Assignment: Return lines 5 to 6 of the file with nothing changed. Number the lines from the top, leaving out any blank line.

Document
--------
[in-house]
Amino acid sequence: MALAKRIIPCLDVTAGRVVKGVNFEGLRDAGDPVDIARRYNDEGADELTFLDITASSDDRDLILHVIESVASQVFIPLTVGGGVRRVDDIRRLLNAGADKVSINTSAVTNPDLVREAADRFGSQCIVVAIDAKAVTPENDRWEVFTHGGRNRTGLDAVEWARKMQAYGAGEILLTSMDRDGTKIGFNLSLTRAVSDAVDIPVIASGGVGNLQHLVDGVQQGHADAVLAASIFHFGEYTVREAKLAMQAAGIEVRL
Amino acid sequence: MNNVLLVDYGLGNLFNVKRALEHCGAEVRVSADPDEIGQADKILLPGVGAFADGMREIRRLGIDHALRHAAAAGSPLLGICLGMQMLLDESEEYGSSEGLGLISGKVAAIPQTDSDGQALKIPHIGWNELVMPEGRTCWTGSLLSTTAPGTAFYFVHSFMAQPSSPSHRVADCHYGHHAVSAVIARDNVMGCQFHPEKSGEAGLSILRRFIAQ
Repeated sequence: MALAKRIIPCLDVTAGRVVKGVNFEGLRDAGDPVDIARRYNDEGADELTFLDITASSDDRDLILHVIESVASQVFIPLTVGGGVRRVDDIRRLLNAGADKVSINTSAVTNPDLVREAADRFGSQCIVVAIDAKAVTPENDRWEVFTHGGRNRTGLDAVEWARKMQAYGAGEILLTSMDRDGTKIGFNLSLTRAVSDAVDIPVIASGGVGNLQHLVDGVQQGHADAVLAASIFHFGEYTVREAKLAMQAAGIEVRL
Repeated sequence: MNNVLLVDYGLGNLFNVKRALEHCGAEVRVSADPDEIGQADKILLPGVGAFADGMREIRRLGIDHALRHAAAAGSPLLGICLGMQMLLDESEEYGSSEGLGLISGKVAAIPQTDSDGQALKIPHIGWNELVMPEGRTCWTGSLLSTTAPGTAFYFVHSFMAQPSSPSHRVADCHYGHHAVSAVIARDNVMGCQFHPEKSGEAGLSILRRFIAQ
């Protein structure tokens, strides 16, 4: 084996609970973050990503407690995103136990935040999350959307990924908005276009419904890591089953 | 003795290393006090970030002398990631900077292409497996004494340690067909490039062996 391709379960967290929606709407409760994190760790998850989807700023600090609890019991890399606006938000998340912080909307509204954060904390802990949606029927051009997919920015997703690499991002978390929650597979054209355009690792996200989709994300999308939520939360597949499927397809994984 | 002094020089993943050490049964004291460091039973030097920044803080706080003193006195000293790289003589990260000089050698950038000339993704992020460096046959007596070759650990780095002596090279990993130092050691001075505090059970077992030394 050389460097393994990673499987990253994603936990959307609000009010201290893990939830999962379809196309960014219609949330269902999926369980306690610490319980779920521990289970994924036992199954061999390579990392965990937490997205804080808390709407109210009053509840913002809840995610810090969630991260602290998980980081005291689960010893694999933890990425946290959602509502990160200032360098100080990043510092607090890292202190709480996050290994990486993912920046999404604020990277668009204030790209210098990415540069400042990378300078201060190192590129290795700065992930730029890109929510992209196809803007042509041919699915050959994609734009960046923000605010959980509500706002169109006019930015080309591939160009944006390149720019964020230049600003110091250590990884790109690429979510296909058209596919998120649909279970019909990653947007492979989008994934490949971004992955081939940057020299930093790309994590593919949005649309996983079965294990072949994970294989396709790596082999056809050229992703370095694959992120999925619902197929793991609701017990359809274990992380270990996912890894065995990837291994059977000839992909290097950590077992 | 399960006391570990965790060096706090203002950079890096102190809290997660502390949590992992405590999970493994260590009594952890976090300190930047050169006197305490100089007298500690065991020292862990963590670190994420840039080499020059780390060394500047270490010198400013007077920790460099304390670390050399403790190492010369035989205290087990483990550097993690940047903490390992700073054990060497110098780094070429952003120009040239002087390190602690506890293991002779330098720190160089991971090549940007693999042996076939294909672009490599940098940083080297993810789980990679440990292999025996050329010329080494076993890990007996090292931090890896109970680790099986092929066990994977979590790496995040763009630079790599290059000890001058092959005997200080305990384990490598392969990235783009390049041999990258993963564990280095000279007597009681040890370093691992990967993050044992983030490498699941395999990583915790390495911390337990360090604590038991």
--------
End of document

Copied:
Repeated sequence: MNNVLLVDYGLGNLFNVKRALEHCGAEVRVSADPDEIGQADKILLPGVGAFADGMREIRRLGIDHALRHAAAAGSPLLGICLGMQMLLDESEEYGSSEGLGLISGKVAAIPQTDSDGQALKIPHIGWNELVMPEGRTCWTGSLLSTTAPGTAFYFVHSFMAQPSSPSHRVADCHYGHHAVSAVIARDNVMGCQFHPEKSGEAGLSILRRFIAQ
């Protein structure tokens, strides 16, 4: 084996609970973050990503407690995103136990935040999350959307990924908005276009419904890591089953 | 003795290393006090970030002398990631900077292409497996004494340690067909490039062996 391709379960967290929606709407409760994190760790998850989807700023600090609890019991890399606006938000998340912080909307509204954060904390802990949606029927051009997919920015997703690499991002978390929650597979054209355009690792996200989709994300999308939520939360597949499927397809994984 | 002094020089993943050490049964004291460091039973030097920044803080706080003193006195000293790289003589990260000089050698950038000339993704992020460096046959007596070759650990780095002596090279990993130092050691001075505090059970077992030394 050389460097393994990673499987990253994603936990959307609000009010201290893990939830999962379809196309960014219609949330269902999926369980306690610490319980779920521990289970994924036992199954061999390579990392965990937490997205804080808390709407109210009053509840913002809840995610810090969630991260602290998980980081005291689960010893694999933890990425946290959602509502990160200032360098100080990043510092607090890292202190709480996050290994990486993912920046999404604020990277668009204030790209210098990415540069400042990378300078201060190192590129290795700065992930730029890109929510992209196809803007042509041919699915050959994609734009960046923000605010959980509500706002169109006019930015080309591939160009944006390149720019964020230049600003110091250590990884790109690429979510296909058209596919998120649909279970019909990653947007492979989008994934490949971004992955081939940057020299930093790309994590593919949005649309996983079965294990072949994970294989396709790596082999056809050229992703370095694959992120999925619902197929793991609701017990359809274990992380270990996912890894065995990837291994059977000839992909290097950590077992 | 399960006391570990965790060096706090203002950079890096102190809290997660502390949590992992405590999970493994260590009594952890976090300190930047050169006197305490100089007298500690065991020292862990963590670190994420840039080499020059780390060394500047270490010198400013007077920790460099304390670390050399403790190492010369035989205290087990483990550097993690940047903490390992700073054990060497110098780094070429952003120009040239002087390190602690506890293991002779330098720190160089991971090549940007693999042996076939294909672009490599940098940083080297993810789980990679440990292999025996050329010329080494076993890990007996090292931090890896109970680790099986092929066990994977979590790496995040763009630079790599290059000890001058092959005997200080305990384990490598392969990235783009390049041999990258993963564990280095000279007597009681040890370093691992990967993050044992983030490498699941395999990583915790390495911390337990360090604590038991």